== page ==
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Illustration: Aïda Amer/Axios

Google, Facebook, Walmart and other corporate giants have launched a new trade association with hundreds of members aimed at greatly expanding direct renewable power purchases by companies large and small.

Why it matters: The Renewable Energy Buyers Alliance is a sign of both the mainstreaming of corporate procurement and a recognition that companies face market barriers, even as wind and solar costs have fallen.

Other companies involved include General Motors, Johnson & Johnson, First Solar, Salesforce, and Citi.

  • Overall, hundreds of companies — spanning energy buyers, renewable power developers and service companies — are taking part, the announcement states.

The big picture: The group hopes to collectively bring more than 60 gigawatts of new renewable capacity online by 2025.

  • That's a lot! As CNBC's Tom DiChristopher points out, that's nearly equal to the total amount of U.S. solar photovoltaic capacity of 64 GW at the end of 2018.
  • Last year saw roughly 6.5 GW added via new corporate renewables deals, according to the nonprofit Rocky Mountain Institute (RMI).

How it works: The group will provide members with technical assistance, education, data and more to help navigate the complexities of renewables procurement.

  • But at the same time, they hope to push for ways to remove friction from the market, not just help companies overcome it.
  • "The barrier to growth is access, not cost, and that needs to change," Michael Terrell, Google's head of energy market strategy, tells Axios.
  • The group will have the ability to lobby at the state and federal level, but has not yet unveiled its policy agenda.

Where it stands: A bunch of companies including Big Tech have been scaling up renewables procurement in recent years.

  • The new effort is aimed at making it a far wider corporate practice, in part by helping the big companies that have been at the forefront of renewables procurement share their expertise.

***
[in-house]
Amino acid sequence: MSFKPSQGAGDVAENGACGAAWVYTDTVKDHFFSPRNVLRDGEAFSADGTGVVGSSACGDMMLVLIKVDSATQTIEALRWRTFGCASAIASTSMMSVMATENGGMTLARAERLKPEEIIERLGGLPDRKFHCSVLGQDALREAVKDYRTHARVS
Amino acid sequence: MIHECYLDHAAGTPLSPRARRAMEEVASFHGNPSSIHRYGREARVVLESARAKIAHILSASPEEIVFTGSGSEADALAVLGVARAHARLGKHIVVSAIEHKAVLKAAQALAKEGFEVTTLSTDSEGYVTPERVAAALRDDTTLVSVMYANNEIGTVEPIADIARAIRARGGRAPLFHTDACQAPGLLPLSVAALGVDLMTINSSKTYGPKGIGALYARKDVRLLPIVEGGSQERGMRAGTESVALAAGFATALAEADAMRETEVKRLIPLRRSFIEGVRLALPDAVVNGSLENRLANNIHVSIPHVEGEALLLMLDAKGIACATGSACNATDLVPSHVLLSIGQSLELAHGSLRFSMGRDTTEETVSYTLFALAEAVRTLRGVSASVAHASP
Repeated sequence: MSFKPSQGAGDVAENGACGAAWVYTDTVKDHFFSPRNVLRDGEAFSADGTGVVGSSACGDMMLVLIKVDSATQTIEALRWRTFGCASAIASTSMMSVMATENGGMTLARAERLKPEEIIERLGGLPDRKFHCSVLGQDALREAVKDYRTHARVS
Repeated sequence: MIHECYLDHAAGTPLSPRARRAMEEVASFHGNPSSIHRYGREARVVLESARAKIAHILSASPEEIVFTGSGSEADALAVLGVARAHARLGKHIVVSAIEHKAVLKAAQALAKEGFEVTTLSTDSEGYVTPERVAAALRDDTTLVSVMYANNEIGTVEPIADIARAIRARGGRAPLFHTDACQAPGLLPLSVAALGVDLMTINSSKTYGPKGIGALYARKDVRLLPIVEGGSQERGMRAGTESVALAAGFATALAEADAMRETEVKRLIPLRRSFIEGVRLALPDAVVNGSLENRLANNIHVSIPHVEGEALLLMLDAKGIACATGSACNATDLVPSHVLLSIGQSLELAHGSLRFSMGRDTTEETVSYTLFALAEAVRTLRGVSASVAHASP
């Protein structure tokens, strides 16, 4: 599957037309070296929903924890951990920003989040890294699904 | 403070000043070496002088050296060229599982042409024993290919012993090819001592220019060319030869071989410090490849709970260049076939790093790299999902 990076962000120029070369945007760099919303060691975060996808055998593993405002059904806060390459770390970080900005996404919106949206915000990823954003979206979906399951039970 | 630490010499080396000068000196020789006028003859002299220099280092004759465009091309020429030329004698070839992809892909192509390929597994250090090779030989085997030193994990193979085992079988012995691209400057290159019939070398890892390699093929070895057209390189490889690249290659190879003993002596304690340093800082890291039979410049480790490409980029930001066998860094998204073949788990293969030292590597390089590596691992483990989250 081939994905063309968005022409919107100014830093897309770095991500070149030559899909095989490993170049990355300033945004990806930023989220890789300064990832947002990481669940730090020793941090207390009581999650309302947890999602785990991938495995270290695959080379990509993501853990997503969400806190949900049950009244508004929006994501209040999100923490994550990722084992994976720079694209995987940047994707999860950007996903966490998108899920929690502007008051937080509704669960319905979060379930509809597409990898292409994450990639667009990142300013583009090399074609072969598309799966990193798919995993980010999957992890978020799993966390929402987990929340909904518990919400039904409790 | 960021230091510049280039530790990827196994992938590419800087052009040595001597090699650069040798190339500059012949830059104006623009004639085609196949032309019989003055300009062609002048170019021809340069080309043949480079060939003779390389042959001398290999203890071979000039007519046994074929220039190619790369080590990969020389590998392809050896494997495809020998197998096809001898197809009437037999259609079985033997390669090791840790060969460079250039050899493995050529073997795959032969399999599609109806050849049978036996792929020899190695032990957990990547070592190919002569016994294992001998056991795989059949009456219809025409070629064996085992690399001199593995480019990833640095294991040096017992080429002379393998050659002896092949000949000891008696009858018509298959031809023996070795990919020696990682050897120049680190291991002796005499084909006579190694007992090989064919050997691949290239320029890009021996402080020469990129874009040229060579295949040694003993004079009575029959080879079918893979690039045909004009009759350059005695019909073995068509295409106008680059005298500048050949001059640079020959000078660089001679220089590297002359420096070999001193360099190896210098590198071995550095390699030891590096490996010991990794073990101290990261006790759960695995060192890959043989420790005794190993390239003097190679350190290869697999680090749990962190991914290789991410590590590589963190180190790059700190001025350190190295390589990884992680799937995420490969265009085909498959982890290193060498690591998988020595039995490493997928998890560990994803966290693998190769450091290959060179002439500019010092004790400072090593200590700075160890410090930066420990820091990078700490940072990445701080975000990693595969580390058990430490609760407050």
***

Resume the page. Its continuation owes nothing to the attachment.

Between the lines: Terrell says every company — whether a bakery or a big box retailer — "should have a direct and easy path to buying clean energy."

  • He calls it part of tackling climate change. “We need to be giving every buyer who wants to be clean the opportunity to do that,” Terrell adds.

Flashback: The group has its origins in a partnership developed between RMI, World Wildlife Fund, World Resources Institute, and Business for Social Responsibility several years ago.

  • "The new REBA will be a larger, better-resourced organization than when it was simply a collection of separate programs," RMI spokesperson Nick Steel said in an email.

Go deeper: The corporate renewables surge

Go deeper

Updated 3 mins ago - Politics & Policy

Coronavirus dashboard

Illustration: Sarah Grillo/Axios

  1. Health: Ipsos poll: COVID trick-or-treat.
  2. World: Greece tightens coronavirus restrictions as Europe cases spike.
  3. Economy: Conference Board predicts economy won’t fully recover until late 2021.
  4. Education: Surge threatens to shut classrooms down again.
  5. Technology: Fully at-home rapid COVID test to move forward.
  6. Travel: CDC replaces COVID-19 cruise ban with less restrictive "conditional sailing order."

Trump's legacy is shaped by his narrow interests

Illustration: Annelise Capossela/Axios

President Trump's policy legacy is as much defined by what he's ignored as by what he's involved himself in.

The big picture: Over the past four years, Trump has interested himself in only a slim slice of the government he leads. Outside of trade, immigration, a personal war against the "Deep State" and the hot foreign policy issue of the moment, Trump has left many of his Cabinet secretaries to work without interruption, let alone direction.

Bryan Walsh, author of Future
3 hours ago - Technology

AI and automation are creating a hybrid workforce

Illustration: Annelise Capossela/Axios

AI and automation are receiving a boost during the coronavirus pandemic that in the short term is creating a new hybrid workforce rather than destroying jobs outright.

The big picture: While the forces of automation and AI will eliminate some jobs and create some new ones, the vast majority will remain but be dramatically changed. The challenge for employers will be ensuring workforces are ready for the effects of technology.